He plays football.

- How many of you are left?
- Five.

Half of you get in the water.

Keep rubbing it, my boyo.
Keep rubbing it.

Corporal, I told you
I'd talk to Major Koehler.

I'll save you time
and tell you what he'll say.

Sports here are
a part of your training.

If you can make a team,
you'll make it.

You'll swim, Mr. Sundstrom.

With those shoulders you've got,
you'll be out for football in the fall.

If I'm here next fall.

So you've decided
you don't like West Point, huh?

Look, I've wanted to come here
ever since I was that big.

Joined the regular army to get in.
Beat my brains out cramming for exams.

I didn't figure
on the classwork.

I can't keep up,
not even if I work 2 4 hours a day.

But I won't wait to be busted out.
I'll resign, go back to the ranks.

Well, now,
from the ranks, are ya?

Look, now, there's such a thing
as overtraining, you know?

What you need, my boy,
is a change from the books.

My wife serves a stew and hot biscuits
fit for the saints in heaven.

A few ladles of Mary O'Donnell's stew
will do your classwork a power of good.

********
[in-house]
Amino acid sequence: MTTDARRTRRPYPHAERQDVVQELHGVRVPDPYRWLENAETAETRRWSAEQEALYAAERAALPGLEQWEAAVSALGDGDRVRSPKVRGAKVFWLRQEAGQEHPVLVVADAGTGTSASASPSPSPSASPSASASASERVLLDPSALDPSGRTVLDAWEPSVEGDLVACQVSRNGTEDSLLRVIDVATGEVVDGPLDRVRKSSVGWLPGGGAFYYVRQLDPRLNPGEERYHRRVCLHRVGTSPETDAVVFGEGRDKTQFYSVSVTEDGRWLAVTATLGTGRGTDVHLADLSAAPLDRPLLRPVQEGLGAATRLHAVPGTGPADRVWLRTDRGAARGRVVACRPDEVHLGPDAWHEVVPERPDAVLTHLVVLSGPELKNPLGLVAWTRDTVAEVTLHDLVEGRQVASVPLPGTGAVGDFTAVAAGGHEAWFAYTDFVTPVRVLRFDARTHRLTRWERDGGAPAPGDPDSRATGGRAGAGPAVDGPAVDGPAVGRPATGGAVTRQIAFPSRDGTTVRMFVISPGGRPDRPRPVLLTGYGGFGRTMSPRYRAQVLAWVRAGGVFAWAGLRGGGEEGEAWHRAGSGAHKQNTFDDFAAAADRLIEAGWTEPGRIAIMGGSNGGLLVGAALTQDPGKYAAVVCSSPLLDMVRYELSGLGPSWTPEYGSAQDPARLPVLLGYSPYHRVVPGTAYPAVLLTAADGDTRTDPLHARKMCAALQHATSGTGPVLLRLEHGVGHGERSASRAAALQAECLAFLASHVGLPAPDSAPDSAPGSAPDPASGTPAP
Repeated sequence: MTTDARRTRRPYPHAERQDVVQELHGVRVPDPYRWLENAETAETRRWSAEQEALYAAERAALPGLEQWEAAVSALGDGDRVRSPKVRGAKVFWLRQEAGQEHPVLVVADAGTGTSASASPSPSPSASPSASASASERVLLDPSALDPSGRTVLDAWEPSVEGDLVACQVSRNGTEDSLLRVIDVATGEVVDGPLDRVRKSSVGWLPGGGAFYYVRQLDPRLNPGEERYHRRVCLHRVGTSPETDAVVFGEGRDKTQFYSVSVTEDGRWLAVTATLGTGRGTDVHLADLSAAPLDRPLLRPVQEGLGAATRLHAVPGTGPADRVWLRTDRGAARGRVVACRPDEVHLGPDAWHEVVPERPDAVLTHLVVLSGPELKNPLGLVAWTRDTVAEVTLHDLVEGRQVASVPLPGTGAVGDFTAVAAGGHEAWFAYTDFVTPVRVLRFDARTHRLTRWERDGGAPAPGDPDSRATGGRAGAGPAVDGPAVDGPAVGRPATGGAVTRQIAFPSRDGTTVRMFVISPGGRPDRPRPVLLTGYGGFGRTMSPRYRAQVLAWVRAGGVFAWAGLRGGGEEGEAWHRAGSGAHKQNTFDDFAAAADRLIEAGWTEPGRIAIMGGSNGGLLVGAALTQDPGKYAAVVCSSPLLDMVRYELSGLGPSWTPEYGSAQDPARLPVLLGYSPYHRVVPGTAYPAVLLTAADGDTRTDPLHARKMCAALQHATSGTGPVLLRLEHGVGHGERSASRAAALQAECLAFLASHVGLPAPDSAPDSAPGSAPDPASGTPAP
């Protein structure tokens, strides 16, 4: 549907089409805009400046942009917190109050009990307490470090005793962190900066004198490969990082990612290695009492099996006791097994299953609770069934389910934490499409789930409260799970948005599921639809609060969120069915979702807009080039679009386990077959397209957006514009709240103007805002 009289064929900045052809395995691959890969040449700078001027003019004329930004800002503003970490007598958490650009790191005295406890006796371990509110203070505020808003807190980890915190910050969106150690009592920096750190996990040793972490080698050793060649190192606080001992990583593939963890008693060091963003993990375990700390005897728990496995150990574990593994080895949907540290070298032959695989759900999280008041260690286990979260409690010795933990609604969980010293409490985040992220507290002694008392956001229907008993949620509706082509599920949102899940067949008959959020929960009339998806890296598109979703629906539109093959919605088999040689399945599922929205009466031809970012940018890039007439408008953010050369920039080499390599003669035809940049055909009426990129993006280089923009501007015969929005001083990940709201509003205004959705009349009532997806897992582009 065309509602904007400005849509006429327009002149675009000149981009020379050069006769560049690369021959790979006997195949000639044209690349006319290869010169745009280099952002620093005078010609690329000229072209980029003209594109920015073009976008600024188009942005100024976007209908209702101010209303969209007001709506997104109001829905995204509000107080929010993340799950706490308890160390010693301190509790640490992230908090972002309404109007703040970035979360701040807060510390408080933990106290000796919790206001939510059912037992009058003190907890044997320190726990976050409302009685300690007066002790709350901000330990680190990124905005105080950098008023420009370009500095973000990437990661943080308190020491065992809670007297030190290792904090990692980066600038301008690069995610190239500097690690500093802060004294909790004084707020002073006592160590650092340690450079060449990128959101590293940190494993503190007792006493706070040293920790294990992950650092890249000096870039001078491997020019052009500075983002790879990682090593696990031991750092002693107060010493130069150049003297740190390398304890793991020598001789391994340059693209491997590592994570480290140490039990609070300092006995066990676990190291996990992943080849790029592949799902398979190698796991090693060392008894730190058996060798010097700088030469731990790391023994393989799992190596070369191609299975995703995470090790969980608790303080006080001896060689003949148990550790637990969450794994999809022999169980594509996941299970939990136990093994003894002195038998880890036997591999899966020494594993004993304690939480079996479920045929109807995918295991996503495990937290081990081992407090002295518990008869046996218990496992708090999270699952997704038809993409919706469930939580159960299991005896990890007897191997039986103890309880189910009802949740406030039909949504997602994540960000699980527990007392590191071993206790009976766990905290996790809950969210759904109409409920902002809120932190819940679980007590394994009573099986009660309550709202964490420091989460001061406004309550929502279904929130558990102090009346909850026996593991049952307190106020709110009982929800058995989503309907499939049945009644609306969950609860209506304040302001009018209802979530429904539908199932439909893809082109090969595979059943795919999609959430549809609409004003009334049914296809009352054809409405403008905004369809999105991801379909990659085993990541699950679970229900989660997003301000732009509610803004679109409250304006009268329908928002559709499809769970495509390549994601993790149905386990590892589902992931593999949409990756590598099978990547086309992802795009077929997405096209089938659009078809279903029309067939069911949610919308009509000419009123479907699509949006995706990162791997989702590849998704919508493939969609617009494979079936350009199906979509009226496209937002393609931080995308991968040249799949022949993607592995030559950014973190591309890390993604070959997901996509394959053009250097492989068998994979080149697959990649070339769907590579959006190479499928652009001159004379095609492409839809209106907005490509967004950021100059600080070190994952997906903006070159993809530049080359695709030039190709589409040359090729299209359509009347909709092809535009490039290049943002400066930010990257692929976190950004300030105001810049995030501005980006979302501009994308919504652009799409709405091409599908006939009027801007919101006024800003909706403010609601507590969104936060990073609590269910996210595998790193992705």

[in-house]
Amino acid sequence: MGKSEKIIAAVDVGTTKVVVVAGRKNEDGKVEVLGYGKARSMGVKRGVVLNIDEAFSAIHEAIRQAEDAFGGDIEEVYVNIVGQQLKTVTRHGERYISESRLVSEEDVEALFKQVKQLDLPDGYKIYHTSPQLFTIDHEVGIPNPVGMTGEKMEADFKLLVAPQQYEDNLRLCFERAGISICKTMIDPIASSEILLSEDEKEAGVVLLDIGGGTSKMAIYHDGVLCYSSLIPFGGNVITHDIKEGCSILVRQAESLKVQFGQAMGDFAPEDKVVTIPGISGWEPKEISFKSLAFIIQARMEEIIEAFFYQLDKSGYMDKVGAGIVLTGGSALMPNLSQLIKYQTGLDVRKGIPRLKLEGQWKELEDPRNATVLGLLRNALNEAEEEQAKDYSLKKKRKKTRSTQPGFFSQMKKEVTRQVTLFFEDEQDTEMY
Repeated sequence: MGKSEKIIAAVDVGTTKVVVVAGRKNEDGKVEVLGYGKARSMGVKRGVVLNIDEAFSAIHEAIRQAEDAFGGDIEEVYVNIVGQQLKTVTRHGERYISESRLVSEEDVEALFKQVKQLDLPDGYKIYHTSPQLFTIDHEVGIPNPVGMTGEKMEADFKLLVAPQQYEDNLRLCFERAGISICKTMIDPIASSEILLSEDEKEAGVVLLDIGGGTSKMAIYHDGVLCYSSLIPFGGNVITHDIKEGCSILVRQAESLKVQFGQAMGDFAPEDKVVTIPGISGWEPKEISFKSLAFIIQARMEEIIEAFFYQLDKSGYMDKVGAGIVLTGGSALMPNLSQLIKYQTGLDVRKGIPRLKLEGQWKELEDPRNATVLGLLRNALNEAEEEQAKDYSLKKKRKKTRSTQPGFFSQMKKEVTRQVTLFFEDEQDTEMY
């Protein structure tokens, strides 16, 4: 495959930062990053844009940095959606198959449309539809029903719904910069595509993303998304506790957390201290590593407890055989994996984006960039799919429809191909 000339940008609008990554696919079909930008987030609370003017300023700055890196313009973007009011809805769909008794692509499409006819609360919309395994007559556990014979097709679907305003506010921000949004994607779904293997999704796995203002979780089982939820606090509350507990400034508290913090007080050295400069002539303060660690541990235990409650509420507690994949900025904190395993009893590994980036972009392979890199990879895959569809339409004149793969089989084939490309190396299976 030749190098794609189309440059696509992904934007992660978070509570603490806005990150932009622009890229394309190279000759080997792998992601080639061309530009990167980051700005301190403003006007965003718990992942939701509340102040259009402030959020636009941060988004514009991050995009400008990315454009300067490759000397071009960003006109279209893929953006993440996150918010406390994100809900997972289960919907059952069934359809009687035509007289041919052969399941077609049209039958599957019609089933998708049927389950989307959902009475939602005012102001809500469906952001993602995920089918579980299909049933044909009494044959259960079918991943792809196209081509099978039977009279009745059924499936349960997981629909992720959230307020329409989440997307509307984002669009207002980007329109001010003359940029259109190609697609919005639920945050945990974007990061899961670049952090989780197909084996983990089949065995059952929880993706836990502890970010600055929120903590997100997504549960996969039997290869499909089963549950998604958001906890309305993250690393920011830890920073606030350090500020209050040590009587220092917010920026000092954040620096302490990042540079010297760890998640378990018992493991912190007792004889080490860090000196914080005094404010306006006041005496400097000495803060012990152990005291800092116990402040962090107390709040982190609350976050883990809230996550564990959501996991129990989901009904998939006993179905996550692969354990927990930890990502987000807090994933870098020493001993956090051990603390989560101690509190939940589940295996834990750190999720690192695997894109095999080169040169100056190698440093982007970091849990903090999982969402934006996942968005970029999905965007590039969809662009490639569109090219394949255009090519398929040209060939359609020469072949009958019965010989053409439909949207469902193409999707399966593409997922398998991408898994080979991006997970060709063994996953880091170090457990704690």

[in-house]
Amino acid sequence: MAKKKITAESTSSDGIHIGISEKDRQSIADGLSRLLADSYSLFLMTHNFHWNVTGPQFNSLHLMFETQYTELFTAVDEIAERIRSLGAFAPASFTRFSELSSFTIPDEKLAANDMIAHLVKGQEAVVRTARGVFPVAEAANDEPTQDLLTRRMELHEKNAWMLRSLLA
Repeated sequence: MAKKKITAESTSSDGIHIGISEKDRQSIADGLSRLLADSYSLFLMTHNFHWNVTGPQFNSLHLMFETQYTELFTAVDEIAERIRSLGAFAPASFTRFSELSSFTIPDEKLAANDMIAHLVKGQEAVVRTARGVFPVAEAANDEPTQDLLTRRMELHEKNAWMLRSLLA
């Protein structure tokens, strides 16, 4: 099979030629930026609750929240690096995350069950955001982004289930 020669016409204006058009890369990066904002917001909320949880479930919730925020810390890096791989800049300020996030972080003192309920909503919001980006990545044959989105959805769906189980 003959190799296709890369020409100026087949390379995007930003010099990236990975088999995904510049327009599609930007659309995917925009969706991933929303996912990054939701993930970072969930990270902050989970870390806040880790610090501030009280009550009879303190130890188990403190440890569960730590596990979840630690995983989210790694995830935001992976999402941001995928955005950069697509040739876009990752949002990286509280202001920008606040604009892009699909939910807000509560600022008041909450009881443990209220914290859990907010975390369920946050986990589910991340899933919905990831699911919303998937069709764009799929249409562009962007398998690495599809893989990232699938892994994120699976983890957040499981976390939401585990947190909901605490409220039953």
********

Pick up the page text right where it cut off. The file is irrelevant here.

You'll be welcome for supper
come Saturday night.

And no beans.

All right.

Look. I think it's working.
New fuzz.

Like peaches. That's it. Keep
rubbing it, morning, noon and night.

In no time at all,
you'll have hair like an elephant.


He can't swim!

Well, now, in swimming
there are three things--

I don't understand it, Mr. Sundstrom.
It isn't like Martin to be late.

- Where the devil is Martin?
- I don't know.

Perhaps I could
run down to the saloon--

You will not.

Keep away from me stew!

- If ya ask me--
- I am not asking ya.

Half the onions are missing. The gravy's
so thick a mouse could trot on it.

Oh, me buns.
They'll be destroyed.

Take them out then. I'll not
be kept waiting in me own house.

Come to the table, Mister--

God bless you.

- What's your name?
- Sundstrom, sir.

Oh, well, come on.

Do you smell
Mary O'Donnell's Donegal stew?

- Look who I brought you.
- Kitty, me love!

Just happened to meet her
on my way home.

She kept me waiting with her
primping and powdering.

Miss Katherine Carter.